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I'm trying to plan a story but I'm struggling to wrap my head around one of the main characters who is female. I was wondering if anyone else on here has had trouble creating characters of opposite gender and how you overcome it?
It is a bit difficult to write about the opposite gender. What makes it difficult is that you have to know how the minds of these people work. Eachperson's mind is unique, so you need to develop your character. If you have been watching a lot of movies, you could simply stick to the stereotypical behavior of the opposite gender. If and only if you are really having difficulty, you could set the personality of your protagonist to a bit "tomboyish".
If all of the above fails, I would simply ask a person of the opposite gender questions that are relevant to the story. You may ask them about reactions or such. You can also observe their behavior (not in a stalker kind of way) and see how they react to certain stimuli. You do have to choose your subject wisely though, and ask permission first.
When writing about the opposite gender, take some time to consider what they would do, say, or feel.
P.S. Usually, within the dialogue of females, their use of language is reasonably refined, thus swearing is limited.
Read female authors and understand how they write and how they reason out problems and resolutions. The way Jane Austen and John Keats emotionally view the world is different considerably, beyond their writing styles and although they wrote during a similar period of time.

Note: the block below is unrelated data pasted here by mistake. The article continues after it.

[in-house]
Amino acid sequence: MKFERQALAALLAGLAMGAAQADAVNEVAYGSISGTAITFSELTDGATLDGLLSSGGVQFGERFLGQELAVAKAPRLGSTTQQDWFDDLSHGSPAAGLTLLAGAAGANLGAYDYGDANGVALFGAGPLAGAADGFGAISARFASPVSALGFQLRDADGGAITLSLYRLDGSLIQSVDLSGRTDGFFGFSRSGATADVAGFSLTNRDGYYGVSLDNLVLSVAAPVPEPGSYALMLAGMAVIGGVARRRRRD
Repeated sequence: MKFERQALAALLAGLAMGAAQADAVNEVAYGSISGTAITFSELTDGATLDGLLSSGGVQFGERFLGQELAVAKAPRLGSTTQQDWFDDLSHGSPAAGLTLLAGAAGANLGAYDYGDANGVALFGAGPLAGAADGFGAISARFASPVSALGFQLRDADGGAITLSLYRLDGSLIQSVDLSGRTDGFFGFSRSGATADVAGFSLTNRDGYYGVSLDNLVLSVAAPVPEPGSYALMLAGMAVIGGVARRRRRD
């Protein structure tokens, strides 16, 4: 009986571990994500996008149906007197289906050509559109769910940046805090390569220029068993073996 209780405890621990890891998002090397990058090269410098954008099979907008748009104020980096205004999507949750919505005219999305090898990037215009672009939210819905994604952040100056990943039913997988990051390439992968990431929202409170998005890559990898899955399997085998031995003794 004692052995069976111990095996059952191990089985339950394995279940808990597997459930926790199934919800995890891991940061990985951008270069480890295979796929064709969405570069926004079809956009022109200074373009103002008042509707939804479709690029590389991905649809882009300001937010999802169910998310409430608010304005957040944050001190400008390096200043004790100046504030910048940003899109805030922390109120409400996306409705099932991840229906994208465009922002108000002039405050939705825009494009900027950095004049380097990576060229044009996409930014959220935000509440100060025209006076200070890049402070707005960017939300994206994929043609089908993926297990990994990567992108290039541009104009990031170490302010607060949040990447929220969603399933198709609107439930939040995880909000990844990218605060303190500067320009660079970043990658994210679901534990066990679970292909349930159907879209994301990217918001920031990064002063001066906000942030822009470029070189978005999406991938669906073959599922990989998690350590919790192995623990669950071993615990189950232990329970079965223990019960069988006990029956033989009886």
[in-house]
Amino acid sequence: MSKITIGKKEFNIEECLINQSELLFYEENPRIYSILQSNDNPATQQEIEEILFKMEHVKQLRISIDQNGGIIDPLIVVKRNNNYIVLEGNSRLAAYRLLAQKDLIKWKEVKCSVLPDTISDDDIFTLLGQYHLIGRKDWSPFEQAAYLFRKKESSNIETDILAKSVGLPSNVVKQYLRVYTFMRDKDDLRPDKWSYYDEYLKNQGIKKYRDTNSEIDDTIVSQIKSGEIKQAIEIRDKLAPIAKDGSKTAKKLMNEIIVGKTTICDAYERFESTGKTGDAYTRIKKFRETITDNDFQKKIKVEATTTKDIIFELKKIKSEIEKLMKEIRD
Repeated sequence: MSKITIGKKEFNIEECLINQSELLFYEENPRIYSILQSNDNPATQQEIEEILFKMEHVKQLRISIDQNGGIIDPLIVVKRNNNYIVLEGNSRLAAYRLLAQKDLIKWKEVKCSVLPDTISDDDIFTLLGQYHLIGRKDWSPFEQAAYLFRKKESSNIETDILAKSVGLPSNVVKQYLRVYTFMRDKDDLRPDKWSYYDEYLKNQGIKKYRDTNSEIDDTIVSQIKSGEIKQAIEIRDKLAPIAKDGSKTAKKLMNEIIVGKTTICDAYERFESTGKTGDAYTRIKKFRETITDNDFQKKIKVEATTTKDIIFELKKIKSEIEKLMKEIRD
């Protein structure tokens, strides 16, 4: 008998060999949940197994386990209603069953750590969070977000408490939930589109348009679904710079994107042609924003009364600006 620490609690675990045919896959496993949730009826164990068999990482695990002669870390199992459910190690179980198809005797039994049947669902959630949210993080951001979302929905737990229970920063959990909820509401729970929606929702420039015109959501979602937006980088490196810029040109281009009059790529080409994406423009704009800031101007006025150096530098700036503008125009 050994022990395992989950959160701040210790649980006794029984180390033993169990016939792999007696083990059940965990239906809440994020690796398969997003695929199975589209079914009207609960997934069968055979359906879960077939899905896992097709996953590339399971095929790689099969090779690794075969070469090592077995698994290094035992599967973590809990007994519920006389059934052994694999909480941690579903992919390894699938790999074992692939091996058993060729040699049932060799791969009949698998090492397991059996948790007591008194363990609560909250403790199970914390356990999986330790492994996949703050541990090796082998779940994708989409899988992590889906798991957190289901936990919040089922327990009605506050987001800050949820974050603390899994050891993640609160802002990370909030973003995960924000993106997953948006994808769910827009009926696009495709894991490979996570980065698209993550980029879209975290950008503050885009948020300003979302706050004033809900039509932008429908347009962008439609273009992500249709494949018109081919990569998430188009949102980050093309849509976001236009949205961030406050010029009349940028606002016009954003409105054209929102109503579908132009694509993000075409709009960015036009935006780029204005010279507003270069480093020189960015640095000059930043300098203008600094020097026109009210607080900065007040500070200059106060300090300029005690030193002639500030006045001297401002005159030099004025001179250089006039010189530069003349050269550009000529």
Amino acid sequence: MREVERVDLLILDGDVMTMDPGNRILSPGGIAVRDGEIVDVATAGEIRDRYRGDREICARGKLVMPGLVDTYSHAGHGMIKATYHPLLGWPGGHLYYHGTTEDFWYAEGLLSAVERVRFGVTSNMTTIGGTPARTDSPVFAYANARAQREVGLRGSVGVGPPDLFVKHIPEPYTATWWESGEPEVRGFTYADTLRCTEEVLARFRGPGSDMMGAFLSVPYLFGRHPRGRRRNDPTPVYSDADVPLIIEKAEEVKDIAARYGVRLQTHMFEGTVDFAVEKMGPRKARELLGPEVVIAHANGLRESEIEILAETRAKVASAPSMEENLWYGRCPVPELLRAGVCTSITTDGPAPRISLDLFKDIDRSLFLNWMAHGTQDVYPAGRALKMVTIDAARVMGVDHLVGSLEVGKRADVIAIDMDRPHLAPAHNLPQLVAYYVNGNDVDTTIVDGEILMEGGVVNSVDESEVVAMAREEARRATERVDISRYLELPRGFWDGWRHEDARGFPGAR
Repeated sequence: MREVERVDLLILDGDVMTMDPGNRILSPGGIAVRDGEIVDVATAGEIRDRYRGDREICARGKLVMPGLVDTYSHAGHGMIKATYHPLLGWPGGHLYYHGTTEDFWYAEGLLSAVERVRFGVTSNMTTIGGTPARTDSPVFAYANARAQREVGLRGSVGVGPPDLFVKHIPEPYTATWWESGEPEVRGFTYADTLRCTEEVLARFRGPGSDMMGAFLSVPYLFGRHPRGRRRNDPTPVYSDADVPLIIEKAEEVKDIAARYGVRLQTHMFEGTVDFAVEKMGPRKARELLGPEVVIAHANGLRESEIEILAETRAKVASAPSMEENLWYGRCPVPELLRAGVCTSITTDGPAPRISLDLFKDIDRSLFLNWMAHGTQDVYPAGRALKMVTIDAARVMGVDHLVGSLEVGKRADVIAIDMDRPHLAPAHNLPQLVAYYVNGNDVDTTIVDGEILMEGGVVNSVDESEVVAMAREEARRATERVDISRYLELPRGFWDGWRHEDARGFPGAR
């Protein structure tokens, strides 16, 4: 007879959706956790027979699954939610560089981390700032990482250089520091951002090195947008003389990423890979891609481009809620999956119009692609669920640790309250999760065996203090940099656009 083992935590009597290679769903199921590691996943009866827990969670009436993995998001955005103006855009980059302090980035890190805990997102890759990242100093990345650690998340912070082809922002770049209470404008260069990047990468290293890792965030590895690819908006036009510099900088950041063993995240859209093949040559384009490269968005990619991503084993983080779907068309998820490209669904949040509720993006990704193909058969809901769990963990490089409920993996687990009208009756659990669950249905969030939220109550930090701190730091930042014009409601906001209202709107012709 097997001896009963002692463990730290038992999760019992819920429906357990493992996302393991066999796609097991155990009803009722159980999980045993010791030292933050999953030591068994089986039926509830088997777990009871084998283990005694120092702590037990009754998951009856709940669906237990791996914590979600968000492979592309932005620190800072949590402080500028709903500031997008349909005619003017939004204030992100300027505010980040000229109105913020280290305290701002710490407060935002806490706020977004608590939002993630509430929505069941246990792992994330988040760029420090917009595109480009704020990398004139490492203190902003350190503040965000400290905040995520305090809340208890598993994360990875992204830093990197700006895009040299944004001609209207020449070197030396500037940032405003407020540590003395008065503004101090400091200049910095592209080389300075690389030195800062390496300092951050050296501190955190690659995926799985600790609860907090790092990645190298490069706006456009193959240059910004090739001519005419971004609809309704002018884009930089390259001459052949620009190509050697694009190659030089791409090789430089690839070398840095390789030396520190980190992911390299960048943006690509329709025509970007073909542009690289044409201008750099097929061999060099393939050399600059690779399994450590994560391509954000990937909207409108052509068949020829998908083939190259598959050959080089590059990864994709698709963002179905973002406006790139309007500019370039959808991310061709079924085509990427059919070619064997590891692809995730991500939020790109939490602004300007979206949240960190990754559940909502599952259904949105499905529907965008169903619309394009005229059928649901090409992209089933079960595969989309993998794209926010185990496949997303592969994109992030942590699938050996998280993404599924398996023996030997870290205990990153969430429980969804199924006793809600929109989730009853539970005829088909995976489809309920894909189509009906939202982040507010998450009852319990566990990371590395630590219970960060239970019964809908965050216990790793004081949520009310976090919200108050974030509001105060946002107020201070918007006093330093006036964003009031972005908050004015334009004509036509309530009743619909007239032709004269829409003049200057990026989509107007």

Some of the most articulate observations made about the female character are made by some of the most articulate females in their writings either directly or indirectly.
Though no example is comprehensive and no rule definite, here is a useful example at showing counterpoint between genders (though in all honesty the entire book is short enough to be read in a day or two and in my opinion is worth it) Pride and Prejudice Chapter 45.
Avoid stereotypes and do not cast your characters based on your observing your peers. You are not trying to create people you are trying to create characters. As such you are trying to make a point about some part of human behavior (ideally) or drawing an emotional focus to a general behavior rather than an individual. It is much more important your audience remembers how they feel about your work than if they remember the characters individually, especially non-heroic figures (a distinction I make because not all protagonists are necessarily so important). Make sure first and foremost your character is create the emotional context you desire to further the immersion of your writing and if not rethink your approach.